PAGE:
The Independent Voice of Southern Methodist University Since 1915

The Daily Campus

The Daily Campus

The Independent Voice of Southern Methodist University Since 1915

The Daily Campus

The Independent Voice of Southern Methodist University Since 1915

The Daily Campus

SMU students gather around a bucket of markers to write an encouraging note to put in “Welcome to the Shelter” kits at event in mid-April on SMU’s campus.
Dallas homeless recovery center, The Bridge, is a home
Morgan Shiver, Contributor • June 20, 2024
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Always wear suncreen

Are you what you want to be?

Let me share a little story with you. When I was nine years old, my parents got a divorce. Up to that point in my life I was Mr. Goody Two Shoes (do people still say that?), but that was uniquely me. I was a perfectionist at everything I did. I did all of my homework meticulously, I formed bonds with all of my teachers, and I participated in all the extracurriculars out there (not to say I was the best at those). My life was structured, and I did things well. I was young, but I was proud of who I was.

Well, after my parents divorced I slowly and unconsciously became a different person. I gained a lot of weight, my grades fell drastically and my demeanor and outlook on life was apathetic at best. This was the darkest period of my life so far. I showed up to class very late, I never did my homework, sometimes didn’t even brush my teeth! (I know! I know!) I was depressed, and I didn’t even know it. I overate, I overslept, I watched way too much TV and lived a sedentary lifestyle that was pathetic.

I felt bad about who I was, and so did everyone around me. During this time it was hard to claim a friend as my own, my teachers hated me and my parents…well, they were pretty absent at this point in my childhood. The reason for this was not that I had a particularly bad attitude; it was the lack of care and effort to be the best I could be because I was simply depressed.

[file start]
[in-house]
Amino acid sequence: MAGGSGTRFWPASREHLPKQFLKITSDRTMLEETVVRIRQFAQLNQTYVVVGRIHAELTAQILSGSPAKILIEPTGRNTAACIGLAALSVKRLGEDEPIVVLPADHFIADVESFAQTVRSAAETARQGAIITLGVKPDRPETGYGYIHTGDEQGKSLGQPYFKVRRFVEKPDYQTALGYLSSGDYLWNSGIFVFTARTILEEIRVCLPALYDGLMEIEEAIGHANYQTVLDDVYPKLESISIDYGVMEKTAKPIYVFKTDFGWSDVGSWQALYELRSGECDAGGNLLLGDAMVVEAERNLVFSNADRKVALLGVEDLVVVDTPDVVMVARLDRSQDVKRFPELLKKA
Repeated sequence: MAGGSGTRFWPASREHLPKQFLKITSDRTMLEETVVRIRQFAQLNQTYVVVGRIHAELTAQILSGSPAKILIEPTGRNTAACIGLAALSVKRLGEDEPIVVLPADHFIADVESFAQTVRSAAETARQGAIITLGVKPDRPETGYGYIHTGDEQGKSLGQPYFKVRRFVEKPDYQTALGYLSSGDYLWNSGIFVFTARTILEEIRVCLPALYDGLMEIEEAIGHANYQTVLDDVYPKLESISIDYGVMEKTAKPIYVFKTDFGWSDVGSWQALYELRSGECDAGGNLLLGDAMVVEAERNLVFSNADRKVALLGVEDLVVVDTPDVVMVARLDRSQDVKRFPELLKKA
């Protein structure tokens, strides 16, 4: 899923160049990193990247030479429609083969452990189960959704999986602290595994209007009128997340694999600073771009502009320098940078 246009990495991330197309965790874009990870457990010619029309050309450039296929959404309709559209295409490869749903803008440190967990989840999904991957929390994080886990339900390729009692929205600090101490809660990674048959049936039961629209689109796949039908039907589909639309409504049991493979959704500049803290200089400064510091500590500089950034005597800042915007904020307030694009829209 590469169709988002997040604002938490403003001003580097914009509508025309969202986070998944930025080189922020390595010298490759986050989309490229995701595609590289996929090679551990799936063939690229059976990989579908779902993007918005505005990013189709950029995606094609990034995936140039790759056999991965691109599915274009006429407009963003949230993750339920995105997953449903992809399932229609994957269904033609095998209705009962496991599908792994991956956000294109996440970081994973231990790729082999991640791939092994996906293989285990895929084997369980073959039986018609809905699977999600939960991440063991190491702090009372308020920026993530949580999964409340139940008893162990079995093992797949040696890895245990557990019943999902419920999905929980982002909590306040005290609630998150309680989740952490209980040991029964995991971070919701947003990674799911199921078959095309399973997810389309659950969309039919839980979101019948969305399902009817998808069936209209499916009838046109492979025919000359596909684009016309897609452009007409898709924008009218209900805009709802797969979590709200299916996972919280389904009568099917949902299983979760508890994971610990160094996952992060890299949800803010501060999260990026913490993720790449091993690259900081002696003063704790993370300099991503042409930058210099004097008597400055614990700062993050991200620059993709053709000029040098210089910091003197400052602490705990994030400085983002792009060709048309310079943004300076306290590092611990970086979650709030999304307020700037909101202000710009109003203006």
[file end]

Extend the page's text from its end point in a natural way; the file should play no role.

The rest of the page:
Being the best you can be is not about pleasing other people, but it does come with the territory. Going to class looking like I just rolled out of bed, with no homework, morning breath and the stench of an armpit did not provide for a fulfilling day or facilitate making friends. It’s just a fact that when others look upon you with admiration, you do the same for yourself (not to say that the adoration of people is always for doing a good deed).

This time in my life was a difficult one and I realized that if we don’t pay attention, we lose ourselves to what in Spanish they call flojería – laziness or apathy. I didn’t keep up with society’s standards, but that really just means keeping up with yourself. Last time I checked, laziness was not in style, but it can become a lifestyle. One day I looked in the mirror and I just started to cry. I didn’t like who I was. I realized that I was losing respect for myself. I really didn’t know the reason until just recently. My parents’ divorce really left a bigger effect on me than I realized. I dug deep within myself to figure out why the Brent I know was absent during this period of my life.

By this time I was in eighth grade and I was 14 years old. I had spent five years in a deep depression. I decided that whatever the reason was, it was no way to live. There are people out there who face things I can’t even imagine, yet here I was letting my life pass me by because of someone else’s actions. I changed. I went back to being the Brent I used to be. It was hard at first, but when I got back in the swing of things, I knew it was the true me. I wasn’t the lazy, fat and smelly kid I’d turned into. It was just a product of bad habits and attitudes.

If you are constantly getting negative feedback from employers, customers, family members and friends, don’t just take the, “That’s just who I am,” stance. Take a long and hard look at your behavior and see if that’s really the person you want to be.

This piece has taken many turns, but my point is this: If you are struggling with your identity, ask yourself these questions: How do I view myself? How do others view me? What about me do I not like that I can realistically change?

I am a firm believer in living in reality. We are all beautiful, but we all have our flaws. When there is something about you that you don’t like, you don’t have to wait one minute to start changing it. However, I think some quirks are worth keeping.

Brent Lemons is a junior international relations and political science major. He can be reached for comment at blemons@smu.

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